Over the past few decades, there has been an explosion of books and programs that, while based on a kernel of scientific data, embellish the benefits of certain supplements, exercise routines and other therapeutic practices. Often established or endorsed by physicians and other healthcare professionals who discovered a more lucrative use for their professional degree, the programs are generally directed toward management of common human maladies, especially those encountered by middle aged individuals; prostatism, bowel disorders, sexual dysfunction, depression, obesity and memory loss are among the common targets.
Long confined to infomercials, some of these "experts" are now turning up on educational channels, a careless endorsement of programs that have not been validated by scientific trials. Misleading information is delivered to a receptive audience while potential side effects are either minimized or not mentioned at all.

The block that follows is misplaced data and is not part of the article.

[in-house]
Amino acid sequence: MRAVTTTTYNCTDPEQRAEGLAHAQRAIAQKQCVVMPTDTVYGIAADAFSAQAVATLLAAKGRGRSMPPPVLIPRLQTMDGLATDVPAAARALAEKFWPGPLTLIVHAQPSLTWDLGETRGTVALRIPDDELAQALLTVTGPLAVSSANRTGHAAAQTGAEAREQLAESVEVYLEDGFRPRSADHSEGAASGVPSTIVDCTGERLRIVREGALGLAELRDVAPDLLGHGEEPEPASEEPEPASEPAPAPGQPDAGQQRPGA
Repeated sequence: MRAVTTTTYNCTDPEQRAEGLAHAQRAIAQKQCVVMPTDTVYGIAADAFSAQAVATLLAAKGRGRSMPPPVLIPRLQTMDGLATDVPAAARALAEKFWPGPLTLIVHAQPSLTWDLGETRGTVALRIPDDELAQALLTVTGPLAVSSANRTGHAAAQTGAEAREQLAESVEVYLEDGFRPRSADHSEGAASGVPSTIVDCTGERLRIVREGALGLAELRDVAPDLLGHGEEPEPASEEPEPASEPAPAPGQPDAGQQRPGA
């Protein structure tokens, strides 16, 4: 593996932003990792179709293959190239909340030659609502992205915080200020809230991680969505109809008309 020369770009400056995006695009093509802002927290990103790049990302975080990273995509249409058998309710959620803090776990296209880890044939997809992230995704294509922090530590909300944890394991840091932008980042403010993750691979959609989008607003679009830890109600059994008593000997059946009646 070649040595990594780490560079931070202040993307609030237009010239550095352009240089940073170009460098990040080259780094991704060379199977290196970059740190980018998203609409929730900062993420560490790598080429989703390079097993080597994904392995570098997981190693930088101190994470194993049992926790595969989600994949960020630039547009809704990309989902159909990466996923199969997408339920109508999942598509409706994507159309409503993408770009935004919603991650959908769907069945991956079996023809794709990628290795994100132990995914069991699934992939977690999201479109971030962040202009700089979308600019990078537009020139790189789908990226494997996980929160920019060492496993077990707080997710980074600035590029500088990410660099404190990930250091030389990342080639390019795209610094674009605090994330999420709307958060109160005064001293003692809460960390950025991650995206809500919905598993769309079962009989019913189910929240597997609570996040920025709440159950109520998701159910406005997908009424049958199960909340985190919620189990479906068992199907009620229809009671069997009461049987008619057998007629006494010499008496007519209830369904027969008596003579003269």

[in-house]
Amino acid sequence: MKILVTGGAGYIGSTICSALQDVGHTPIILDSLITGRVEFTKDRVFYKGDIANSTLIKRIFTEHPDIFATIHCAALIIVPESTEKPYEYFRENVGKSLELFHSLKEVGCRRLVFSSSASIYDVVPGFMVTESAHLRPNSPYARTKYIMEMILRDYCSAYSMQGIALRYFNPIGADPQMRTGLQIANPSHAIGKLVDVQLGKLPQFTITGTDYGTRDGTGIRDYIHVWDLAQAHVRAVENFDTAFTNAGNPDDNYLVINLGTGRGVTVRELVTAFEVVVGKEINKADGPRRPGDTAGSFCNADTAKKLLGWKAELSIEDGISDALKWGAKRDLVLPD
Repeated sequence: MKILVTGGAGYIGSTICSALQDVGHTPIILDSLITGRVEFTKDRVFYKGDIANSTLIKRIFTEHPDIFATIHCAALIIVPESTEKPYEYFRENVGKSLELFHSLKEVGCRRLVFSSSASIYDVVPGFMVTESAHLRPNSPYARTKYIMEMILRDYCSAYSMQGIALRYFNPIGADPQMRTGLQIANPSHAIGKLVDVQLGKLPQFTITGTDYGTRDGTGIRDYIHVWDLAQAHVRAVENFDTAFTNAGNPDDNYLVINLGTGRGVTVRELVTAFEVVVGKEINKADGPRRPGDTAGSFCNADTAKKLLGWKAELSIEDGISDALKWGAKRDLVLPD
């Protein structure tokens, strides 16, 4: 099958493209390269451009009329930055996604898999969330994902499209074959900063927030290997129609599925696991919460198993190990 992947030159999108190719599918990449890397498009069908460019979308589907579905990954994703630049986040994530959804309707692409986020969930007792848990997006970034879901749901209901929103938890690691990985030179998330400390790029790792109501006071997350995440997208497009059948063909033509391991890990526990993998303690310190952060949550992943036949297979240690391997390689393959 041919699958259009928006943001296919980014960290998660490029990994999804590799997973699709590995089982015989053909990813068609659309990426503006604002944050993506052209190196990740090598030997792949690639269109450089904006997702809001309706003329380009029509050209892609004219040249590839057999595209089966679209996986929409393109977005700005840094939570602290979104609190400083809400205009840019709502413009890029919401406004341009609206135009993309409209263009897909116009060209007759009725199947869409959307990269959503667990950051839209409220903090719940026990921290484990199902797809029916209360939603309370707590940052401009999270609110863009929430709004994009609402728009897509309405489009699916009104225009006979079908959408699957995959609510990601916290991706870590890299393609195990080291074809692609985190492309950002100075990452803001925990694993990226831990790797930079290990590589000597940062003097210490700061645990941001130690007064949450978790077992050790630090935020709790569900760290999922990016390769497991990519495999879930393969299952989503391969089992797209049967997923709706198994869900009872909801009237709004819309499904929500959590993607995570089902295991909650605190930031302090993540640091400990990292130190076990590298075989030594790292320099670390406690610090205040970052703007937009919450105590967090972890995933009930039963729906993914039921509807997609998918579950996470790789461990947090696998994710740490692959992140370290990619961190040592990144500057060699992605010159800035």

Since programming executives seem to be failing in their due diligence, it is essential that the public learn to recognize the signs of pseudoscience. If the health expert is offering a product or program that is guaranteed to cure a given problem, be suspicious. If the expert's program comes with a book and/or set of DVDs, keep your hard-earned money. If the expert implies that his product is free of side effects, be highly suspicious; man has yet to produce a medication or supplement that does not carry some risk of negative effects. In the end, it is best to obtain medical advice from your healthcare provider and from science-based literature or programming.